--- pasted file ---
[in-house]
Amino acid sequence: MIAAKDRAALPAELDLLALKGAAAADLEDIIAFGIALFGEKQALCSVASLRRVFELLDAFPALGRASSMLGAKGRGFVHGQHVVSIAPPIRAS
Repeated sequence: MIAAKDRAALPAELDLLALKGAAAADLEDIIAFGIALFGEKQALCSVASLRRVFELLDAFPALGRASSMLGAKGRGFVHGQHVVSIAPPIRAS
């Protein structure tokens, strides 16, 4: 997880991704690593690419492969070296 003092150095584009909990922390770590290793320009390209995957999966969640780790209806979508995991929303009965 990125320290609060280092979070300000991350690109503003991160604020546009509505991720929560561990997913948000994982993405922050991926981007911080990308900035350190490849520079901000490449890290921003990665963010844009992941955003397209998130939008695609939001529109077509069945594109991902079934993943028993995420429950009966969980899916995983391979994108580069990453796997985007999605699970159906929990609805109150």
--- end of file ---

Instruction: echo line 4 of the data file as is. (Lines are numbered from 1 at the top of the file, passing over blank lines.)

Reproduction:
């Protein structure tokens, strides 16, 4: 997880991704690593690419492969070296 003092150095584009909990922390770590290793320009390209995957999966969640780790209806979508995991929303009965 990125320290609060280092979070300000991350690109503003991160604020546009509505991720929560561990997913948000994982993405922050991926981007911080990308900035350190490849520079901000490449890290921003990665963010844009992941955003397209998130939008695609939001529109077509069945594109991902079934993943028993995420429950009966969980899916995983391979994108580069990453796997985007999605699970159906929990609805109150």